The best lock to protect your bike.

How to be the best consumer you can be.
April 18 2006 6:24 AM

Avoiding the Bicycle Thief

The best locks to protect your wheels.

1_123125_122981_2134691_2140068_testbike0001

I put up with the hassle of owning a car in traffic-jammed Washington, D.C., for a few years. But when I lost my free parking space, I sold the car and made a bike my primary means of transportation. Now that I cycle most every day, I rely on a lock to keep my bike mine. Given the genuine threat of bike theft in the city, I always feel a twinge of fear when I leave my bike on the street, worried that upon my return, I'll find nothing more than a busted U-lock.

I don't have anything against the U-lock. If Kryptonite hadn't introduced it in the early '70s, the pinnacle of bicycle security might still be a cheap length of chain and a padlock. And it's evolved some since then—in the fall of 2004, bicyclists discovered that many round-key U-locks could be picked with the plastic barrel of a Bic pen. Kryptonite, which caught the most flak from the scandal, exchanged more than 380,000 locks for pen-proof, flat-key models free of charge, and lock competitor OnGuard, which had already phased out round keys, got a big sales boost. Today, flat keys are the norm.

Advertisement

Key style aside, most bikes are stolen because they're not locked at all ("I'll just be in Starbucks for a minute …"), or because the locks are used incorrectly. But plenty of properly locked bikes still get nabbed. To find out which locks work best, I pitted nine locks against each other from Kryptonite, OnGuard, and Master Lock: five U-locks, two woven steel cable locks, and two heavy-duty chain locks. 

1_123125_122981_2134691_2140068_toolkit

Next, I assembled my bike-jacking arsenal: an 18-inch crowbar, 30-inch bolt cutters, a hacksaw, three special blades, and my trusty claw hammer. I used only hand tools because 1) if a criminal crew with the proper power tools and a van wants a bike, it's as good as gone, and 2) I probably would have hurt myself. I was very eager to find out how the various locks compared. And to break stuff.

METHODOLOGY 

1) Security (20 possible points): To see how the locks would hold up in street conditions, I locked them around the frame of a very obsolete bike and around a steel handrail outside my apartment. I attempted to break through each lock with each of the tools, and did my best not to damage the bike. Busted locks received a maximum security score of 10.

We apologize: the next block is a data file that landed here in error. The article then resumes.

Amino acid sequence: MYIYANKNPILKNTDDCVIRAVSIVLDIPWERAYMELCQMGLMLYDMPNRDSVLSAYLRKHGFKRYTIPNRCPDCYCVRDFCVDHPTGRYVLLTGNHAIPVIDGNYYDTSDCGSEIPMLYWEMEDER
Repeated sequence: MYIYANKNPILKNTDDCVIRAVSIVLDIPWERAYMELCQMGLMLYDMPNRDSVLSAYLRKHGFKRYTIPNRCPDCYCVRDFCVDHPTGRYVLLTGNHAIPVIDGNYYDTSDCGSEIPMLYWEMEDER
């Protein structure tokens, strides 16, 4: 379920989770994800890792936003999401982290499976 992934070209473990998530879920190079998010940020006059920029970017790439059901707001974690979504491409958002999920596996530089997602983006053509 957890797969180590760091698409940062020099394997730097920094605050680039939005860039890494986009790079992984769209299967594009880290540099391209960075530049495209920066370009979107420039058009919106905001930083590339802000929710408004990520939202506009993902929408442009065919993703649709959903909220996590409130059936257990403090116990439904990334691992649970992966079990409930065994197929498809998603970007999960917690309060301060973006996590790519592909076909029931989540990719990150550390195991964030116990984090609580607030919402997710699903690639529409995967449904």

2) Portability/Ease of Use (10 possible points): Even if a lock is unbreakable, is it practical? Cyclists usually transport U-locks with mounting brackets attached to the bike frame, in bags, or, if the locks are small enough, in their pockets. Locking chains are carried in bags or worn around the waist or over the shoulder. I took each lock for a ride and evaluated how difficult it was to carry and lock up.

3) Value (based on this formula): If a less-expensive lock can do the job, it deserves some recognition. To calculate value, I used the following formula: Add up the previous two scores, multiply by 10, and then divide by cost. I added one extra-credit point for every thousand dollars of free anti-theft coverage the company provides for a year after purchase. (Be sure to read the fine print and register with the proper documents; if you don't, you aren't covered.)

RANKINGS (worst to first)

1_123125_122981_2134691_2140068_doubleimage

Akita and Kryptonite Gorgon, both $39.99 Pertinent Thickness: Both 20 mm Woven Steel Cables Weight: 2.6 and 2.4 pounds, respectively Free Anti-Theft Warranty: Both $0

TODAY IN SLATE

Doublex

Crying Rape

False rape accusations exist, and they are a serious problem.

Scotland Is Just the Beginning. Expect More Political Earthquakes in Europe.

I Bought the Huge iPhone. I’m Already Thinking of Returning It.

The Music Industry Is Ignoring Some of the Best Black Women Singing R&B

How Will You Carry Around Your Huge New iPhone? Apple Pants!

Medical Examiner

The Most Terrifying Thing About Ebola 

The disease threatens humanity by preying on humanity.

Television

The Other Huxtable Effect

Thirty years ago, The Cosby Show gave us one of TV’s great feminists.

Lifetime Didn’t Find the Steubenville Rape Case Dramatic Enough. So They Added a Little Self-Immolation.

No, New York Times, Shonda Rhimes Is Not an “Angry Black Woman” 

Brow Beat
Sept. 19 2014 1:39 PM Shonda Rhimes Is Not an “Angry Black Woman,” New York Times. Neither Are Her Characters.
Behold
Sept. 19 2014 1:11 PM An Up-Close Look at the U.S.–Mexico Border
  News & Politics
Weigel
Sept. 19 2014 9:15 PM Chris Christie, Better Than Ever
  Business
Moneybox
Sept. 19 2014 6:35 PM Pabst Blue Ribbon is Being Sold to the Russians, Was So Over Anyway
  Life
Inside Higher Ed
Sept. 19 2014 1:34 PM Empty Seats, Fewer Donors? College football isn’t attracting the audience it used to.
  Double X
The XX Factor
Sept. 19 2014 4:58 PM Steubenville Gets the Lifetime Treatment (And a Cheerleader Erupts Into Flames)
  Slate Plus
Slate Picks
Sept. 19 2014 12:00 PM What Happened at Slate This Week? The Slatest editor tells us to read well-informed skepticism, media criticism, and more.
  Arts
Brow Beat
Sept. 19 2014 4:48 PM You Should Be Listening to Sbtrkt
  Technology
Future Tense
Sept. 19 2014 6:31 PM The One Big Problem With the Enormous New iPhone
  Health & Science
Medical Examiner
Sept. 19 2014 5:09 PM Did America Get Fat by Drinking Diet Soda?   A high-profile study points the finger at artificial sweeteners.
  Sports
Sports Nut
Sept. 18 2014 11:42 AM Grandmaster Clash One of the most amazing feats in chess history just happened, and no one noticed.